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From: boost (boost_at_[hidden])
Date: 2001-04-24 16:29:26

On Tuesday 24 April 2001 19:19, you wrote:

> > You will need just one function call to check if x has a
> > zero in the interval -1..1:
> > if f( interval<double>(-1,1) ) contains no zero then it is proven that
> > there is no zero.
> But isn't that just a matter of redefining the problem away?
> When you write f(interval<double>(-1, 1)), what you really mean
> is "the ordered pair (a, b) such that a is less than or equal
> to f(x) for all x in [-1, 1] and b is greater than or equal to
> f(x) for all x in [-1, 1]".
> Certainly if you find such an (a, b), and if you know that f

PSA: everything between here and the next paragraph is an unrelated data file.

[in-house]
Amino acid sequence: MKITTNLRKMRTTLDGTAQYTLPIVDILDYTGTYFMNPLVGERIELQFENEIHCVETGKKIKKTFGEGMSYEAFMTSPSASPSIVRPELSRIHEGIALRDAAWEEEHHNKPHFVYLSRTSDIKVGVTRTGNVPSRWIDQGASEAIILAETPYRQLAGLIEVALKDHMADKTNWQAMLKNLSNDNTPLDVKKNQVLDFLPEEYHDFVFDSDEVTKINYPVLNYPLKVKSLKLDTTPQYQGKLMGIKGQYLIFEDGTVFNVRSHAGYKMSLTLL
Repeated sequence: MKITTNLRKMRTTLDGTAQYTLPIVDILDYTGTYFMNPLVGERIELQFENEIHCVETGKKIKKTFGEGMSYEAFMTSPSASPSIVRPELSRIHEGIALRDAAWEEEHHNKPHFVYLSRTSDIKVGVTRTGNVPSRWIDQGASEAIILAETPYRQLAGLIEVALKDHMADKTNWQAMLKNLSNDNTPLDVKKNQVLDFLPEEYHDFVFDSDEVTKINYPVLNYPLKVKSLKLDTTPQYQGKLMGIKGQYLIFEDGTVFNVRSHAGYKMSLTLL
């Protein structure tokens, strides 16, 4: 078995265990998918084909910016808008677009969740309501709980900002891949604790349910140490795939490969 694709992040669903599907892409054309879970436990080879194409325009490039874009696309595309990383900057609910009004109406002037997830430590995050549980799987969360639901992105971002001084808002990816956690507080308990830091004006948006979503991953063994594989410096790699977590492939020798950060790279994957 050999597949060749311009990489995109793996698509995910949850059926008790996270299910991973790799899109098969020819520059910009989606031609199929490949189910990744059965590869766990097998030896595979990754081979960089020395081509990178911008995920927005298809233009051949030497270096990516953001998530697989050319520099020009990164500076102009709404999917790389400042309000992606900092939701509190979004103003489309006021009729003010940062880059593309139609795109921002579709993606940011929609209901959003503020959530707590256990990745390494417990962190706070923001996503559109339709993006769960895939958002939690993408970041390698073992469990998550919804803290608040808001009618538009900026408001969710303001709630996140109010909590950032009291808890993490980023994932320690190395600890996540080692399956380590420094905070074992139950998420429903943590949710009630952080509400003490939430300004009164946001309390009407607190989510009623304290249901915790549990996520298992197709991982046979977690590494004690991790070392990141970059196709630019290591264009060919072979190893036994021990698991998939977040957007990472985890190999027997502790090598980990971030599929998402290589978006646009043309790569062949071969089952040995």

> is continuous, then you know whether or not f has a zero in
> [-1, 1]. But you've turned a root-finding problem into a
> minimax problem, which isn't necessarily easier.
o.k., I assumed that f is continuous, but I can just bisection
the inteval and check [-1,0] and [0,1] for zeros. Maybe the
example is not so great, but the method works even for
'ugly' function which have zeros due to some small dips.

Best wishes,

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